"I'm glad you understand these things," the general manager said kindly, "because, Punch, we've just got to make some changes in your department. We've got Roy Earle and our other scouts out right now looking for some bright new fans, and from what I've heard, I just don't think you can hold your position in the stadium against these youngsters."

Swenson slumped noticeably. At last he said: "Be honest with me. Don't kid me, let me hear it straight. Do you think I could catch on somewhere else?"

"Well, sure, Punch. We can get you a spot behind a pole in Buffalo...."

"Oh no, coach, I don't want to go to the other league."

"Well, all right, maybe we can work out something with Pittsburgh or San Francisco—neither one of those clubs is real strong in the end zones. But do you really want to finish up that way after all these years with the Packers?"

"No, you're right. I oughta quit while I'm still on top."

"Well, great, Punch," the general manager said, "because I can assure you there'll always be a place for you in this organization."

"Oh, that's wonderful.'

"We need a man like you to work the Appleton-Oshkosh area for us, to look for the kind of raw talent in front of the TV screens that can move up here right into a stadium seat. Just find us a few guys like you when you were at your peak, Punch—that's all."

"Oh, thank you," Punch choked, as he took off one glove so that he could shake hands.

They retired his seat number, and hung his thermal longies on the Wall of Fame in the north side men's room in a half-time ceremony at the opening home game against the Lions, Punch was flown to Detroit so that he could watch the proceedings on television. At the stadium, no one cheered harder than Hiram Dente, 20, a free agent from the Elbow Room, Terre Haute, Ind., who had replaced Swenson in Section 18.

"What a guy," Dente later told reporters. "Here is a fan whose seat I'm taking, but he never stopped helping me, teaching me some of the little tricks, giving me the advantage of his longtime expertise. It's going to be tough for anyone to follow in his spot."

The first spectator draft was held in August at a motel near O'Hare airport so that some of the top picks could be flown in quickly from anywhere in the country and introduced to the waiting press. The Philadelphia Eagles had the first choice and, as expected, went for Wally Ginger, 22, of the Kum-On-Inn, Webster Groves, Mo. Everybody's top pick, Ginger had been informed earlier by the Eagles that they would select him, and he was on hand when the announcement was made. With Sam Gentry, a proud scout, Ginger posed for photographers holding up his new tickets.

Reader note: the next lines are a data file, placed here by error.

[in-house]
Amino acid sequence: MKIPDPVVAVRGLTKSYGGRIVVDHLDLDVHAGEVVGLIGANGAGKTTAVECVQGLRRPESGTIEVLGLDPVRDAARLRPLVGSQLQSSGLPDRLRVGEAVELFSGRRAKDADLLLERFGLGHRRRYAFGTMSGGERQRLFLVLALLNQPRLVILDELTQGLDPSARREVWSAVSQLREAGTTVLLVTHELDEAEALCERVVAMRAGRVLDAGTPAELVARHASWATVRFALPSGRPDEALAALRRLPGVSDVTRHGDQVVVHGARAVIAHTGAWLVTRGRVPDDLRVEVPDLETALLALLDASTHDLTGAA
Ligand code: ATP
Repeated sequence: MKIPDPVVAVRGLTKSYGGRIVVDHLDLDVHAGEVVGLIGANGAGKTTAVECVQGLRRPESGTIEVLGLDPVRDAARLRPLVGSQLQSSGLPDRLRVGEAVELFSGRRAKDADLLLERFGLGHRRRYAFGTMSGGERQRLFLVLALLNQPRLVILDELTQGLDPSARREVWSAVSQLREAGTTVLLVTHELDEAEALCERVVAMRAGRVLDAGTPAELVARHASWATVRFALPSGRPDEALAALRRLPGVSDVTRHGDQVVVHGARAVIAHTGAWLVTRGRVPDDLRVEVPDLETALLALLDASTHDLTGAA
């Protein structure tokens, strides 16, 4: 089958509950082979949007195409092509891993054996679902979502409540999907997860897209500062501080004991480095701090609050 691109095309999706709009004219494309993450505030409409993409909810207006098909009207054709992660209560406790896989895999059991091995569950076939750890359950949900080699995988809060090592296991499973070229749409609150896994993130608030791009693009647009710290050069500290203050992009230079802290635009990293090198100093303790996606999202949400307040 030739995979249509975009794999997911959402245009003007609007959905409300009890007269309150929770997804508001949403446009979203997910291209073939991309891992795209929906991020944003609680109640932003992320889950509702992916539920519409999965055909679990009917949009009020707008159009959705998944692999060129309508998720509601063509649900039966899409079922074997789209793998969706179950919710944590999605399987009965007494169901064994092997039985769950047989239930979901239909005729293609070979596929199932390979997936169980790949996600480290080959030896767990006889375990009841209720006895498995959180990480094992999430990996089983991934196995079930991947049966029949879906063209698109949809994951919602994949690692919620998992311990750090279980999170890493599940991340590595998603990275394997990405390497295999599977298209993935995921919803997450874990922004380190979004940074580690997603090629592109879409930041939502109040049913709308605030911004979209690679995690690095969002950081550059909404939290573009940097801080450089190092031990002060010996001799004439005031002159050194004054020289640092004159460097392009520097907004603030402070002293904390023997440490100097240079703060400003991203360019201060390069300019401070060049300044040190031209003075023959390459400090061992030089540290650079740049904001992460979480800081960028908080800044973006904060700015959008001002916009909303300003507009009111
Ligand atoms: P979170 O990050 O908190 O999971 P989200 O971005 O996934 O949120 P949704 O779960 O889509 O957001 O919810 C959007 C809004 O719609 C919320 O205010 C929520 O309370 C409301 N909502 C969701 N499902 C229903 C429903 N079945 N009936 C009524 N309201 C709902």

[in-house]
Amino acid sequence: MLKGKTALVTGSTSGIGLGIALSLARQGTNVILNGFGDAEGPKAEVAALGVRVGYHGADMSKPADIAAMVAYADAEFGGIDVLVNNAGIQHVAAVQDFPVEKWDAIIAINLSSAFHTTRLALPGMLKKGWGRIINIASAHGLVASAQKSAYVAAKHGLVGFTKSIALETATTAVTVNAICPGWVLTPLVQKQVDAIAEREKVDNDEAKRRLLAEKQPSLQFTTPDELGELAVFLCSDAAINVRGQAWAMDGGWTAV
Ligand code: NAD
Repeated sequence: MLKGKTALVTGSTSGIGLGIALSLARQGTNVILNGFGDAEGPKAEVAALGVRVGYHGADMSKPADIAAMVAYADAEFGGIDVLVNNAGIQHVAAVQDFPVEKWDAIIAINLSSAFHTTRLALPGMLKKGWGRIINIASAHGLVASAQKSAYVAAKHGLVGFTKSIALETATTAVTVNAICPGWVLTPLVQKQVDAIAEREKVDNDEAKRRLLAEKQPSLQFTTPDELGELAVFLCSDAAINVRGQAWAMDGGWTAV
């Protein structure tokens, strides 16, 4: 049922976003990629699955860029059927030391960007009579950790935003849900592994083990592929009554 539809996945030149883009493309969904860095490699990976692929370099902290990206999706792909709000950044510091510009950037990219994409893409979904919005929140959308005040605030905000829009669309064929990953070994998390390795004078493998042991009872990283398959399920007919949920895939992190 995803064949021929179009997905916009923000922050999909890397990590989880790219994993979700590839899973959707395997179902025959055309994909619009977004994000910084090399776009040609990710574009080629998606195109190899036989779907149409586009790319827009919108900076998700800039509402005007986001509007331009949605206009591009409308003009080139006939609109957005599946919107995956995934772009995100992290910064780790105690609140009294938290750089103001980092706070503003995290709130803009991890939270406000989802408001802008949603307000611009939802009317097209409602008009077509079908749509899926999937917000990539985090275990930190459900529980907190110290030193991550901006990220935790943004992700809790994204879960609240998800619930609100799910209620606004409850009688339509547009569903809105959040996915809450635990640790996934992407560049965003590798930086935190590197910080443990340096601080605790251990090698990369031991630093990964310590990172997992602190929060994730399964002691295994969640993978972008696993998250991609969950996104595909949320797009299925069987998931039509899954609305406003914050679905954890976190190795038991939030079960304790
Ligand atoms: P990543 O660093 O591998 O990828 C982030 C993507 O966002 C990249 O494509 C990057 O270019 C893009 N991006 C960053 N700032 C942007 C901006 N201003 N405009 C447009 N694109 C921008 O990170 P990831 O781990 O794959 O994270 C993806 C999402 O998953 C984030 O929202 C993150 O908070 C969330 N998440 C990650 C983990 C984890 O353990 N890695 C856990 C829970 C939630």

It was later acknowledged by the Eagles that the tickets that Ginger had held for the photographers were not necessarily the ones that would be assigned to him. "Wally is the kind of guy who is capable of watching from anywhere in the stadium," a club spokesman said, "and we just haven't decided yet where to use him."

A robust young man who listed "insurance salesman" as his aim in life, Ginger was a modest subject for the press. "I'm not taking anything for granted," he said. "This is going to be a tough transition. As a youngster I did see a junior-varsity high school game in person, but otherwise all my grid action has been in front of the old tube."

"Wally, what do you think will be the single toughest thing for you to learn?" Scoop Slaughter of the Tribune asked.

"Discovering exactly when to commit myself," Ginger replied quickly. "At the Kum-On-Inn or at home you can make the break for refreshments or the lavatory, and if a play starts unexpectedly while you are out, your buddies and what-all can scream, 'Hey, Wally, hustle back,' and things like that, and you can dash back in time to catch the play, you know. I never missed a play.

"But at a stadium, once you make that move, once you commit yourself to going through the portal to the concession stand or the little boys' room, there's no turning back. You can miss a lot of action if you don't know when to make your move. And getting that kind of timing down can come only with experience."

Atlanta followed the Eagles and tabbed Joey Overland, 21, a Blackfoot Indian from the Tepee Tavern, Bisbee, N. Dak. The choice was generally characterized as a mild surprise by most close observers. While Overland was high on many draft lists, it had been felt that the Falcons would surely decide to take R. W. Gray, 20, of the Uptown Bottle Club, Spartanburg, S.C. Gray was, first of all, a local favorite in nearby Atlanta but, more important than that, he was rated as potentially a great extra-point catcher, a position the Falcons had been weak in.

Sandy Cochran, the top Falcon scout, bridled at some of the criticism in the Atlanta press. "We looked at Gray carefully," Cochran told reporters, "and we all agreed that he was a top prospect. It's also obvious that we are weak in the end zones with our extra-point catching corps. The Minnesota fans, with gloves on, caught for a higher percentage of extra points last year than our fans did with warm, bare hands. But when you're in our situation of being a young team trying to build the whole stadium up, we felt that we had to take the best available talent, regardless of position, and Overland was the obvious choice."

Gray was himself subsequently selected in the first round by Green Bay, and Atlanta used its second-round pick to name another highly touted extra-point catcher, Elliott Pickett, 19, of VFW Post 4149, Midland, Texas. "The funny thing is," said a scout from another team, "that in all the controversy over Gray, Pickett might, in the long run, be the better talent. Besides, we were never convinced that Gray really wasn't listed out of position as an extra-point catcher. If we had drafted him, we would have tried him first at halftime banner-carrying or running onto the field with 18 seconds left."

Pittsburgh had the next choice, but the Steelers had previously traded it to the Los Angeles Rams for two veteran box-seat holders and a scalper to be named later. With the Steelers' choice, the Rams promptly selected Standish Willoughby, 19, of Swampscott, Mass., and when their own first choice came up later, the Rams tabbed Willoughby's 17-year-old bride, the former Miriam L. Poole. The Willoughbys, who watched out of the Teenevision Social Club in nearby Revere, gave the Rams a solid one-two punch. "We never thought the missus would last this late in the round," said elated Scout Hawk D'Ambroglio after her selection. "We rate Standish and Miriam Willoughby as the kind of nucleus we can build a whole stadium around."